Sunday, 29 July 2012


Mr N and I are always on the look-out for interesting photographs. A box of old photos can usually be found at every antiques or vintage fair and is always worth rummaging through. Yesterday I found this antique carte de visite - a portrait of two boys, probably Anglo-Chinese, looking a little unhappy in their neatly tailored Western suits. People rarely look happy and relaxed in Victorian photographs, perhaps because they had to stay very still. Sometimes they managed to look mildly amused, like the lady in this daguerreotype.

We are told on the back of this ambrotype that these are twins...

The child in the frilliest frock is a girl, the other, similarly attired, is her brother. Individual photographs can be worth thousands - a few fetch over £1,000,000 at auction. But usually a pound or so will buy an evocative view or a portrait that stirs the imagination. If they could speak what would they say...?

"When I grow up I will be Holly Hunter and make a film called "The Piano"


"I thought I'd told you! NEVER touch me again!"


"Don't worry Mama, everything will be all right. We'll bury Papa in the garden just as soon as we've cleaned that stain off the floor."


"I'm a gamekeeper ma'am. D.H. Lawrence is planning to put me in one of them books he writes."


"I've trained him, tested him and now he's ready for action. If only he wouldn't insist on wearing those Mary Janes."


"At last, the opening ceremony's over. Anyone want to buy one of these signs?"

NB These photos are all from my own collection.

Wednesday, 25 July 2012


Both Mr N and Master N rarely enthuse about my culinary efforts (see above, yesterday's lunch - OK so it's only a fish cake, but quite tasty and nicely presented.)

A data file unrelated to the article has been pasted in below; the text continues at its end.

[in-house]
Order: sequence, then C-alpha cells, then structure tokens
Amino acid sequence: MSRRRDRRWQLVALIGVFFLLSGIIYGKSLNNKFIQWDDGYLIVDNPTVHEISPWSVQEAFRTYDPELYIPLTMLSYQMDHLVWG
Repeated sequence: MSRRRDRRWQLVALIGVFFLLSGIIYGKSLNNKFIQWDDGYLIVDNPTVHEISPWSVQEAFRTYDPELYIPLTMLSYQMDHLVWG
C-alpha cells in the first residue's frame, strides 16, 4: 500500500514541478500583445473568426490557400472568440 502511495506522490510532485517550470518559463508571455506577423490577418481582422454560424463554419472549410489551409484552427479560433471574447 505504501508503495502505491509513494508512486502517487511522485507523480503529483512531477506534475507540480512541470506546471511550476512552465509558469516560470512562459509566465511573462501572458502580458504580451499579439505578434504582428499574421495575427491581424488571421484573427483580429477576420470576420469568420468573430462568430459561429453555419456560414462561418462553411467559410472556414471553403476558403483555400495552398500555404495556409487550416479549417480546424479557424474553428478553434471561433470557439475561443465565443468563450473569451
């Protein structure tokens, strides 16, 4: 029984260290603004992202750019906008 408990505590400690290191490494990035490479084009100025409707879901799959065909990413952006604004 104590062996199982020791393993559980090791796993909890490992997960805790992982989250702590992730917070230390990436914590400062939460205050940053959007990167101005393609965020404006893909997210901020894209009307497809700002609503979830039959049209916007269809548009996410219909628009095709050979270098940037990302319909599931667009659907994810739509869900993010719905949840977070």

It must be in the genes and not my dreadful cooking because Master N's three half brothers shower me with praise:
"Oooh Mum - is this home-made?"
"It's gorgeous - so light!"
"Can we take the left-overs home?" etc.
Indeed, the only vaguely negative remark I can remember one of them making was during our brief flirtation with vegetarianism:
"Mum, what's tofu for...?"

Sometimes I feel Mr N & Son need a little jolt out of their complacency, and for this I have a secret collection of cookery books...

...this one is useful.

Shall we have this tomorrow...

                                                     ...or maybe this?

I think I'll go with this tempting 70s-style Salami Salad!
Ah - revenge is sweet...


Saturday, 21 July 2012


We chanced upon this architectural gem last week. It is the 18th century Gothic revival church of St. Mary Magdalene at Croome D'Abitot, Worcestershire; a garden temple of a church designed by Lancelot "Capability" Brown as an "eye-catcher", to compliment the landscaped grounds of Croome Court.

The interior is equally delightful, having been designed by Robert Adam in the new Gothick style, with vaulted ceilings, intricate centrepieces, and a  simple, geometric marble and slate floor.

A group of 17th century monuments were transferred from the earlier church,  contrasting in their opulence with this pretty, airy interior. 

Here is the effigy of John, 4th Lord of Coventry (d.1687) by Grinling Gibbons, his hand reaching out to Faith.

Here lies Thomas, 1st Lord Coventry (d.1639), Lord Keeper of the Great Seal, and across from him is his daughter-in-law, Mary. She is holding a baby, indicating that she died in childbirth, and two other children kneel at her feet.

Down the hill from the church the house, recently acquired by the National Trust, is a work in progress having had various occupants over the past 70 years including the Dutch Royal Family (during WW2), a school and, for a while, members of the Hare Krishna movement who updated the colours on these ornate plaster mouldings.

Inside the house the NT invited us to answer this question.

The visit to the beautiful church on the hill suggested that - at least once upon a time - it was what you could buy if you had the money. We wonder if that is still true...


Monday, 16 July 2012


We started off here...

First - a medieval manor house filled with charming curiosities.


Second - refreshments and antiques in my sort of town - it's a favourite with Hugh, too.


Third - ammonites and Annings be here.


Fourth - a golden and glorious setting for a WAG wedding...

...and plenty to make my day memorable.

Tea for one.

Places revealed:

The Start - Lower Severalls Farm (highly recommended).

First - Lytes Cary Manor, Somerset.
Second - Bridport, Dorset.
Third - Lyme Regis, Dorset.
Fourth - Montacute House, Somerset.